Eaton maintains steady path
Updated: 2012-09-06 09:58
By Wang Wen (China Daily)
Company targets $2 billion sales in China as it looks to boost non-US revenue to 60 percent
Alexander Cutler, 61, chairman and chief executive officer of Eaton Corp, has spent 37 years working at his company - more than half of his age.
The Yale University graduate with bachelor of arts and master of business administration degrees said he still enjoyed operating in the industrial manufacturing sector because he keeps learning new things and "you never do the same thing twice here".
Model of China's first large passenger aircraft the C919 on display at an international aviation exhibition in Beijing. Eaton Corp, as a main systems supplier of the project, forecasts it could achieve $2 billion in sales. [Photo/China Daily]
During his time at Eaton, Cutler has been division controller, assembly plant manager, president and chairman.
Despite not having a technology background, Cutler has had to learn his company's every new innovation.
"If you do every job in a company for 37 years, you get to know the technology pretty well," Cutler said.
Innovation is Eaton's key to success. The company, based in the United States, was established in 1911. The company boasts of being a diversified power management company with more than 100 years of experience providing energy-efficient solutions that help its customers manage electrical, hydraulic and mechanical power.
Its 2011 sales were $16 billion. The company says on its website it is a global technology leader in electrical components, systems and services for power quality, distribution and control. It provides: hydraulics components, systems and services for industrial and mobile equipment, hydraulics and pneumatic systems for commercial and military use, truck and automotive drivetrain and powertrain systems for performance, fuel economy and safety.
Eaton has approximately 73,000 employees and sells products to customers in more than 150 countries.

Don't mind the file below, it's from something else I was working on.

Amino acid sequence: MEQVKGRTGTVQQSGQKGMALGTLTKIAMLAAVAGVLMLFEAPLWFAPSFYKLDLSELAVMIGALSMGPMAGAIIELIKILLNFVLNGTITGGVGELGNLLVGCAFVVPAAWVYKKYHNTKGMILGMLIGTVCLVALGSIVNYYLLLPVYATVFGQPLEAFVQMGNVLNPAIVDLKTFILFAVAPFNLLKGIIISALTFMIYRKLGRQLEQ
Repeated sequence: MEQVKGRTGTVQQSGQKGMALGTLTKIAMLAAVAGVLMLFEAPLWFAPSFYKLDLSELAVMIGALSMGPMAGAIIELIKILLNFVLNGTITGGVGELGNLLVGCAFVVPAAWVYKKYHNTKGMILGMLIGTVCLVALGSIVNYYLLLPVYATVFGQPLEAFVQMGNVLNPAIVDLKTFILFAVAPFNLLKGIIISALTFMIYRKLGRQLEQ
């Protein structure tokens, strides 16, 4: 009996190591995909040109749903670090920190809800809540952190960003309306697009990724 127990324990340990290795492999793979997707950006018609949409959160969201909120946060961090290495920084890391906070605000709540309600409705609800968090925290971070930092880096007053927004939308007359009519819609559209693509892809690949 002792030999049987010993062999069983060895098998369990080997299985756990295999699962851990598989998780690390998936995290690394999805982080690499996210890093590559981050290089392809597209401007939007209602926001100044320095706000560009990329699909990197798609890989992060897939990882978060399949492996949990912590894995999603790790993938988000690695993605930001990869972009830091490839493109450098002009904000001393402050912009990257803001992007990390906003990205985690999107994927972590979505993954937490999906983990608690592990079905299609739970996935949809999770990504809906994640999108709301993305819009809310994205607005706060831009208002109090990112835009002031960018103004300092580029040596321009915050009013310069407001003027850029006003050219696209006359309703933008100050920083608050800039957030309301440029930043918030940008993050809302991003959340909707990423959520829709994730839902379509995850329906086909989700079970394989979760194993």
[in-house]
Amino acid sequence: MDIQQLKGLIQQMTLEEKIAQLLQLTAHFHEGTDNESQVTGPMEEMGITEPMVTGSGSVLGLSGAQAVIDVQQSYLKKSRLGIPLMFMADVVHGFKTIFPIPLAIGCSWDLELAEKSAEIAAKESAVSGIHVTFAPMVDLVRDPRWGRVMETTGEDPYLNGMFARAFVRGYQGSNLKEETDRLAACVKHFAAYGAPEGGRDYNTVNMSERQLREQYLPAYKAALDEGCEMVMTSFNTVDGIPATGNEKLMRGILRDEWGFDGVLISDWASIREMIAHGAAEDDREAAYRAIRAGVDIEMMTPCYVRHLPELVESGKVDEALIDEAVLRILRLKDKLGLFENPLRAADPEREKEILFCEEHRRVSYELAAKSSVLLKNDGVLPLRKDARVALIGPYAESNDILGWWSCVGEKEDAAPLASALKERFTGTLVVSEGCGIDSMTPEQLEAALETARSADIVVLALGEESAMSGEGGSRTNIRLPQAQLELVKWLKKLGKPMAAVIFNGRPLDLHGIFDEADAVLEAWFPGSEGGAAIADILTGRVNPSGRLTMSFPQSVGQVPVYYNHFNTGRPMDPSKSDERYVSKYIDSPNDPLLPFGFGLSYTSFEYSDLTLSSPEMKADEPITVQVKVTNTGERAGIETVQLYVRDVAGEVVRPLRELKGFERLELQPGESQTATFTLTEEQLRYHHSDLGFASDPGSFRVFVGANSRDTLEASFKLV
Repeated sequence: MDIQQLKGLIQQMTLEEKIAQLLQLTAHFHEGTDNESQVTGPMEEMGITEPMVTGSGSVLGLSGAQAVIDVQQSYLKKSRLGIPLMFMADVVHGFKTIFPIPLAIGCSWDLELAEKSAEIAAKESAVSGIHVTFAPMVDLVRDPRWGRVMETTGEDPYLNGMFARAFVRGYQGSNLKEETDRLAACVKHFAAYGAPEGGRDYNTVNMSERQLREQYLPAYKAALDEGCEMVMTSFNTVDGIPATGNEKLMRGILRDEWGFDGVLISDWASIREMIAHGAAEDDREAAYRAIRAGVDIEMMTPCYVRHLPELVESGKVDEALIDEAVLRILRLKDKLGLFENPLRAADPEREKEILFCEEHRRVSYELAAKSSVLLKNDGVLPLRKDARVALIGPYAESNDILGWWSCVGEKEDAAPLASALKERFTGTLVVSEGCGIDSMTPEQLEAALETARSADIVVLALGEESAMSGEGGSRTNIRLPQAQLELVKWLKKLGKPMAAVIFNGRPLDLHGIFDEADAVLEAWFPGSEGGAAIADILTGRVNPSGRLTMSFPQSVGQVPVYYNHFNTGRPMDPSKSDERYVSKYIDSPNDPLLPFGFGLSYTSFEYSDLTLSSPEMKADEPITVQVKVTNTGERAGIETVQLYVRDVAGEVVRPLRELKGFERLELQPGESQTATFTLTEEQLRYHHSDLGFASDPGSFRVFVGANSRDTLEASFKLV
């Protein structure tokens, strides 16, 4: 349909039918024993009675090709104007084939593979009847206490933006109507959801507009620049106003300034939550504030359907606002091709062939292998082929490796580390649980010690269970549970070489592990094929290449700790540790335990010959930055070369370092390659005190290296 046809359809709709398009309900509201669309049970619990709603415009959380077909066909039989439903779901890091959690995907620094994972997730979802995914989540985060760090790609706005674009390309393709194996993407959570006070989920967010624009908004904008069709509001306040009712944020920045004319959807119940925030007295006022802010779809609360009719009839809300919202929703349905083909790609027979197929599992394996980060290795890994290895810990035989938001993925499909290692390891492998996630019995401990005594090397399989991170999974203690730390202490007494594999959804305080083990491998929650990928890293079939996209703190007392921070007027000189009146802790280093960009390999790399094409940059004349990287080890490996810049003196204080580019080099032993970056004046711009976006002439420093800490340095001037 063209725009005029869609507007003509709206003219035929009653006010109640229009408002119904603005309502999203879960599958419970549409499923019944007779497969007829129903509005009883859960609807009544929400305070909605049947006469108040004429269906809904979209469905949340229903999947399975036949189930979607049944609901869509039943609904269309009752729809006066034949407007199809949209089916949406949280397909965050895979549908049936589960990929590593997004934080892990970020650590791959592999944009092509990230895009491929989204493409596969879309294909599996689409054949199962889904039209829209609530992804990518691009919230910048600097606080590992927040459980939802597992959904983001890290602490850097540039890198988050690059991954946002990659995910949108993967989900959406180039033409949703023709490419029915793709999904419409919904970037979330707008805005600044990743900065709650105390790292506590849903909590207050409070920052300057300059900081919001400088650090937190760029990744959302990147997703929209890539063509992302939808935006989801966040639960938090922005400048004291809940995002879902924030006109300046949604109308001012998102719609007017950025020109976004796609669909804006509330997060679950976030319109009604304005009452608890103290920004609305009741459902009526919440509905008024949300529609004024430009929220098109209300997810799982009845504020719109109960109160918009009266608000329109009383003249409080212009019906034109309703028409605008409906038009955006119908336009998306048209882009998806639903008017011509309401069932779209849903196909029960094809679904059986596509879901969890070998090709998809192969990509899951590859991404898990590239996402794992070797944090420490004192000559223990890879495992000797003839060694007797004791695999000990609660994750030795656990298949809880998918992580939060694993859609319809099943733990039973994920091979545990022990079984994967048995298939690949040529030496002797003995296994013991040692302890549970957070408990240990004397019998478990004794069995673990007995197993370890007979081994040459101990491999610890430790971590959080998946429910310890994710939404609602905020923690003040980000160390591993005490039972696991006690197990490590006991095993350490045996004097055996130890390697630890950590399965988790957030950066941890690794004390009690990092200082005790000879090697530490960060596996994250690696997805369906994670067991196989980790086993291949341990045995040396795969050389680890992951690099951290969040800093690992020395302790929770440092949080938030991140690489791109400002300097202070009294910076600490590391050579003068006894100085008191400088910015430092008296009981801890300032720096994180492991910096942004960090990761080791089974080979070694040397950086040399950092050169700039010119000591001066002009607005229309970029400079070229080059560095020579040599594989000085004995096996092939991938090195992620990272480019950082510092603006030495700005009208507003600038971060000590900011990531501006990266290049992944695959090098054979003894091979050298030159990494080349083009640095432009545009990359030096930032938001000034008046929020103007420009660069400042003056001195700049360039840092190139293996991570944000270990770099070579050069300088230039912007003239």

The company achieved record net income in the second quarter of this year despite the global economic downturn.
Eaton's net income per share was $1.12 in the second quarter of 2012, an increase of 15 percent over the same period in 2011, according to its financial report.
"That is the result of a lot of new products with new technologies that we introduced solving consumer's problems with energy utilization," Cutler said.
Eaton released several advanced plans on Aug 14 to improve the efficiency and power performance of its commercial vehicles' hybrid power system.
Economic downturns are a good time for companies to invent new technology, Cutler said, because the markets are not really moving fast enough to support investment.
Several of other companies supplying similar services to Eaton's have also escaped damage from the current global financial crisis.
"In the safety, energy and environment industrials, business is not so bad and we can even see signs of improvement," said Shane Tedjarati, president and chief executive officer of global high growth regions at systems giant Honeywell International Inc, based in Shanghai.
Tedjarati also confirmed a decline in commercial vehicle sales, Eaton's major business 10 years ago.
As CEO of Eaton since 2000, Cutler led the company from being a truck parts supplier into becoming a diversified power management company over the past decade.
The advantages of being diversified became manifest in the recession, with declines in certain sectors offset by successes elsewhere. Eaton's different business sectors have experienced different results this year.